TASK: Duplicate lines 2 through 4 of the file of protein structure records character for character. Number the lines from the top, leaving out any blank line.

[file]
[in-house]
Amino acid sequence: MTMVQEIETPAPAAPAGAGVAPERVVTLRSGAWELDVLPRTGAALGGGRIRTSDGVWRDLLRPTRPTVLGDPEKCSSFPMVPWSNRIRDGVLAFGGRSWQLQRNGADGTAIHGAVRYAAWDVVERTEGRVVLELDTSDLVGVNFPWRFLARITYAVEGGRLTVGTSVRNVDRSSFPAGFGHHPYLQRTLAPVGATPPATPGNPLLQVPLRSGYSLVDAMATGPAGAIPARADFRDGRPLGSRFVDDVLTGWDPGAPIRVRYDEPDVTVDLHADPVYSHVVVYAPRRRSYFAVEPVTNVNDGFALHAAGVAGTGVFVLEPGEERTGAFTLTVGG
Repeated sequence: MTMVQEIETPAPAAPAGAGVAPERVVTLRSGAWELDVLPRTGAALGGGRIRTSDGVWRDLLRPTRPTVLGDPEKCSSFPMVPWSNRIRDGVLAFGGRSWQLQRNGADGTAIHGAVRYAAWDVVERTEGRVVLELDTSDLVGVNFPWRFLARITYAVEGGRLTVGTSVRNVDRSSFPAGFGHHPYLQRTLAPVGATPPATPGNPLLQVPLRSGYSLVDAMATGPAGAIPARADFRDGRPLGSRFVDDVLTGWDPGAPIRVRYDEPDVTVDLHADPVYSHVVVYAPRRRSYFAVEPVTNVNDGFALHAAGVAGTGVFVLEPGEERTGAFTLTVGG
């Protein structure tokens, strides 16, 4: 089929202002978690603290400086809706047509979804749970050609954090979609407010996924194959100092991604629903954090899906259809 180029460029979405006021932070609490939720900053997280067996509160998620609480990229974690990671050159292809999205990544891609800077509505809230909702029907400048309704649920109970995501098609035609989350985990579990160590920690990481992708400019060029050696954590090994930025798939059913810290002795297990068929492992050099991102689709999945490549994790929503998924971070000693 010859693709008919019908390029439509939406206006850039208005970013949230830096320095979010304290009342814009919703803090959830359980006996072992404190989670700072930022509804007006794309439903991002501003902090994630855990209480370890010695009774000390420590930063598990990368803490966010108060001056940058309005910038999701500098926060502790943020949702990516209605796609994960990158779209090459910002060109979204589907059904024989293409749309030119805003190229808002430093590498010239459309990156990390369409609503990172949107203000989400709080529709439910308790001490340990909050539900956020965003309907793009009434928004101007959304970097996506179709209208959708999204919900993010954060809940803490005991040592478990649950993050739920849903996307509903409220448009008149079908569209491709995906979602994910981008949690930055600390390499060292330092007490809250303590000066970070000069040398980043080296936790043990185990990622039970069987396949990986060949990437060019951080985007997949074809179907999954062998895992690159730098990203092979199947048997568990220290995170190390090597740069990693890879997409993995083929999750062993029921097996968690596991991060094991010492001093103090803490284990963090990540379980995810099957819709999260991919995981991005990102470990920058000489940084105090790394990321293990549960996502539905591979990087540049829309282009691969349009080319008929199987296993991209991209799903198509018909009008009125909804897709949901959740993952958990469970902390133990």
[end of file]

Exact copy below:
Amino acid sequence: MTMVQEIETPAPAAPAGAGVAPERVVTLRSGAWELDVLPRTGAALGGGRIRTSDGVWRDLLRPTRPTVLGDPEKCSSFPMVPWSNRIRDGVLAFGGRSWQLQRNGADGTAIHGAVRYAAWDVVERTEGRVVLELDTSDLVGVNFPWRFLARITYAVEGGRLTVGTSVRNVDRSSFPAGFGHHPYLQRTLAPVGATPPATPGNPLLQVPLRSGYSLVDAMATGPAGAIPARADFRDGRPLGSRFVDDVLTGWDPGAPIRVRYDEPDVTVDLHADPVYSHVVVYAPRRRSYFAVEPVTNVNDGFALHAAGVAGTGVFVLEPGEERTGAFTLTVGG
Repeated sequence: MTMVQEIETPAPAAPAGAGVAPERVVTLRSGAWELDVLPRTGAALGGGRIRTSDGVWRDLLRPTRPTVLGDPEKCSSFPMVPWSNRIRDGVLAFGGRSWQLQRNGADGTAIHGAVRYAAWDVVERTEGRVVLELDTSDLVGVNFPWRFLARITYAVEGGRLTVGTSVRNVDRSSFPAGFGHHPYLQRTLAPVGATPPATPGNPLLQVPLRSGYSLVDAMATGPAGAIPARADFRDGRPLGSRFVDDVLTGWDPGAPIRVRYDEPDVTVDLHADPVYSHVVVYAPRRRSYFAVEPVTNVNDGFALHAAGVAGTGVFVLEPGEERTGAFTLTVGG
């Protein structure tokens, strides 16, 4: 089929202002978690603290400086809706047509979804749970050609954090979609407010996924194959100092991604629903954090899906259809 180029460029979405006021932070609490939720900053997280067996509160998620609480990229974690990671050159292809999205990544891609800077509505809230909702029907400048309704649920109970995501098609035609989350985990579990160590920690990481992708400019060029050696954590090994930025798939059913810290002795297990068929492992050099991102689709999945490549994790929503998924971070000693 010859693709008919019908390029439509939406206006850039208005970013949230830096320095979010304290009342814009919703803090959830359980006996072992404190989670700072930022509804007006794309439903991002501003902090994630855990209480370890010695009774000390420590930063598990990368803490966010108060001056940058309005910038999701500098926060502790943020949702990516209605796609994960990158779209090459910002060109979204589907059904024989293409749309030119805003190229808002430093590498010239459309990156990390369409609503990172949107203000989400709080529709439910308790001490340990909050539900956020965003309907793009009434928004101007959304970097996506179709209208959708999204919900993010954060809940803490005991040592478990649950993050739920849903996307509903409220448009008149079908569209491709995906979602994910981008949690930055600390390499060292330092007490809250303590000066970070000069040398980043080296936790043990185990990622039970069987396949990986060949990437060019951080985007997949074809179907999954062998895992690159730098990203092979199947048997568990220290995170190390090597740069990693890879997409993995083929999750062993029921097996968690596991991060094991010492001093103090803490284990963090990540379980995810099957819709999260991919995981991005990102470990920058000489940084105090790394990321293990549960996502539905591979990087540049829309282009691969349009080319008929199987296993991209991209799903198509018909009008009125909804897709949901959740993952958990469970902390133990």